Art Quotes

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I will astonish Paris with an apple.

— Paul Cezanne

I work on all parts of my painting at once, improving it very gently until I find that the effect is complete.

— Jean-Baptiste Camille Corot

We must never forget that any painting–before being a warhorse, a nude woman, an anecdote, or whatnot–is essentially a flat surface covered with colors arranged in a certain order.

— Maurice Denis

Everything that you can see in the world around you, presents itself to your eyes only as an arrangement of patches of different colours…

— John Ruskin

There is no model; there is only color.

— Paul Cezanne

The principles of true art is not to portray, but to evoke.

— Jerzy Kosinski

If I create from the heart, nearly everything works; if from the head, almost nothing.

— Marc Chagall

Color is the place where our brain and the universe meet.

— Paul Klee

I think art parallels life. Color, in my opinion, behaves like a man…in two distinct ways: first is self-realization and then in the realization of the relationship with others. In my paintings I have tried to make two polarities meet––independence and interdependence, as, for instance in Pompeian art. There’s a certain red the Pompeians used that speaks in both these ways, first, in its relation to other colors around it, and then, as it appears alone, keeping its own face. In other words, one must combine both, being an individual and being a member of society….And from all this, you may conclude that I consider ethics and aesthetics as one.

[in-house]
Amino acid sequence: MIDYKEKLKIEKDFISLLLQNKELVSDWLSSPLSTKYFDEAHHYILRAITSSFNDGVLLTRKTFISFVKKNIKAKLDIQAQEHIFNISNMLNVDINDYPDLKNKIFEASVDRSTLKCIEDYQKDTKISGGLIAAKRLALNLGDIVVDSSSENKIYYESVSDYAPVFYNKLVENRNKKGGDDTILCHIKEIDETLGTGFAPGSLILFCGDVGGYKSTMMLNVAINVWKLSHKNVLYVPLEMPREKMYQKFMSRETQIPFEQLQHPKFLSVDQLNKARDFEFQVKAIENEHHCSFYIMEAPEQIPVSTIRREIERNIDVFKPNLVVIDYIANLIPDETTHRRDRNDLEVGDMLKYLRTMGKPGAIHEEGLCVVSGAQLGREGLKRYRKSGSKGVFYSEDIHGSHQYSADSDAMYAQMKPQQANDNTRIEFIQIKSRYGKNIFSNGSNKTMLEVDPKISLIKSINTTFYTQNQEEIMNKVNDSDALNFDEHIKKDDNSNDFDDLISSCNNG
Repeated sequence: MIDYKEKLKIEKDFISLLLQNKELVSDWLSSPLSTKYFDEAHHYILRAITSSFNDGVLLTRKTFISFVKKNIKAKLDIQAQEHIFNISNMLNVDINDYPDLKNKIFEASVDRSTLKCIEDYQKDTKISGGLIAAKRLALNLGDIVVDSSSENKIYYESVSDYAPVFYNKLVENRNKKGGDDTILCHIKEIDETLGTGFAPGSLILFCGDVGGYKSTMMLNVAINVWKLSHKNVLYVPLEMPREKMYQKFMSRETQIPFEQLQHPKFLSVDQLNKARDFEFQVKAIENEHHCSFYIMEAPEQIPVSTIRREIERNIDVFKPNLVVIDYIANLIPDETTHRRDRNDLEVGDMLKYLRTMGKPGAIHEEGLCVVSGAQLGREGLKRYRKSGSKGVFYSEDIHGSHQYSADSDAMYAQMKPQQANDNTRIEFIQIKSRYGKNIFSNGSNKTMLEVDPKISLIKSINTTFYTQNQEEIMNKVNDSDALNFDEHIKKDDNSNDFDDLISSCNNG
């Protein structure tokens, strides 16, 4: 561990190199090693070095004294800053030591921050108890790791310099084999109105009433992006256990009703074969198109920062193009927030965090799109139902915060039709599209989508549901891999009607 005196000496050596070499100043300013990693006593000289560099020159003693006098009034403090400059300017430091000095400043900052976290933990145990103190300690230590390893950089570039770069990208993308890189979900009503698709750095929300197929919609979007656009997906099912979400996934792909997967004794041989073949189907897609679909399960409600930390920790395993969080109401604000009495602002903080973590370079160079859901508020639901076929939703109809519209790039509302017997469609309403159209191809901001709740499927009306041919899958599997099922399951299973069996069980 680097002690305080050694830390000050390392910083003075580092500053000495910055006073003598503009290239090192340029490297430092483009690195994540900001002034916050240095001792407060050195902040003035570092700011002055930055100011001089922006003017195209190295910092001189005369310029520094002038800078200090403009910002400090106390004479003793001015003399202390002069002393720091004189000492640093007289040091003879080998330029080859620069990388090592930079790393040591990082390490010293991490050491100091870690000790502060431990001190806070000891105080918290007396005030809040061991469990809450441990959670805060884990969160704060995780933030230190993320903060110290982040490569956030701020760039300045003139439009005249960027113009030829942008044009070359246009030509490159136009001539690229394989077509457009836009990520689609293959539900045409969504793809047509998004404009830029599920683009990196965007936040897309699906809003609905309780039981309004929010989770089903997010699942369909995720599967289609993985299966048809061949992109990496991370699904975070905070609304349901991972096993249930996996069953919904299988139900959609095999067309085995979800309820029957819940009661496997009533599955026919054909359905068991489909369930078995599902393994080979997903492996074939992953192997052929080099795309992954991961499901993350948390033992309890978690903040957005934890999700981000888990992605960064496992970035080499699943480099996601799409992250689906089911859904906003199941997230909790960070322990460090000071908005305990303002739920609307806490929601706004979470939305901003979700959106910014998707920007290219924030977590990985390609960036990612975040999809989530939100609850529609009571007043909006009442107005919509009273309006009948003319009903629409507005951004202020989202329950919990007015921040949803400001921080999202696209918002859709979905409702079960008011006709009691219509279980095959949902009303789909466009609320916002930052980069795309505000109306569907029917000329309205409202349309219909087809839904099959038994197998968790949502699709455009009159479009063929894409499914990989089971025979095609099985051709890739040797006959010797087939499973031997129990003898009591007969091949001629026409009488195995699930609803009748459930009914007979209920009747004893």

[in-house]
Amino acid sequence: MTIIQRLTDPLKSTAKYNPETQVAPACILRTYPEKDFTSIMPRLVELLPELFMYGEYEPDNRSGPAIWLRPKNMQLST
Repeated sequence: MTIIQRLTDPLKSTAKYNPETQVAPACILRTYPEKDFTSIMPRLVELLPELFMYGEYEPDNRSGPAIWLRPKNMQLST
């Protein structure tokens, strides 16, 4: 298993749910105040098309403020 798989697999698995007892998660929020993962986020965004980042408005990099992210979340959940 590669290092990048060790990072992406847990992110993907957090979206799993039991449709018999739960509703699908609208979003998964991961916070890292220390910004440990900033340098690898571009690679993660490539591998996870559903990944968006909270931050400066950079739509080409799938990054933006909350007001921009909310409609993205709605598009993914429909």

— Josef Albers

The creative act is not performed by the artist alone; the spectator brings the work in contact with the external world by deciphering and interpreting its inner qualifications and thus adds his contribution to the creative act.

— Marcel Duchamp

The purpose of art is the gradual, lifelong construction of a state of wonder and serenity.

— Glenn Gould

Painting on the one hand brings you back to physical reality, the actual space we all inhabit. The thick oil, the bi-dimensionality of the surface constantly brings you back to where you are physically. They are real things in the real world and they are happening in front of you. But at the same time the imagery refers to other things, gives you pictures, triggers the imagination, the memory of something and creates a fantasy…. They deal with physical reality and illusion simultaneously….whereas painting gives you the body as well. Your own body.

— Jonathan Lasker

Without art, the crudeness of reality would make the world unbearable.

— George Bernard Shaw

There is no reason that cathartic works of art cannot be aesthetically pleasing while providing a sense of meaningful energy and visual or metaphysical insight.

— Michael Cook

Of all the arts, abstract painting is the most difficult. It demands that you know how to draw well, that you have a heightened sensitivity for composition and for colours, and that you be a true poet. This last is essential.

— Wassily Kandinsky

LOW, MIDDLE AND HIGH CULTURE High culture: Interest in creative process and symbolism. Preference for experimentation Introspection preferred to action. Accepts different levels of meaning. Expects consideration of philosophical, psychological and social issues. Upper middle culture: A less literary verbal culture. Figurative and narrative art preferred, especially if illustrative of individual achievement or upward mobility. Enjoys nineteenth-century art and opera, but not early music or contemporary art. Lower middle culture: Form must unambiguously express meaning. Demands conclusions. Unresolvable conflicts not made explicit Interested in performers, not writers or directors Influenced by word-of-mouth judgement. Low culture: No concern with abstract ideas: form must be entirely subservient to content. Demands crude morality with dramatic demarcations, but usually limited to family or individual problems. Performer is paramount: enjoys vicarious contact with ‘stars’. Considers ornateness attractive .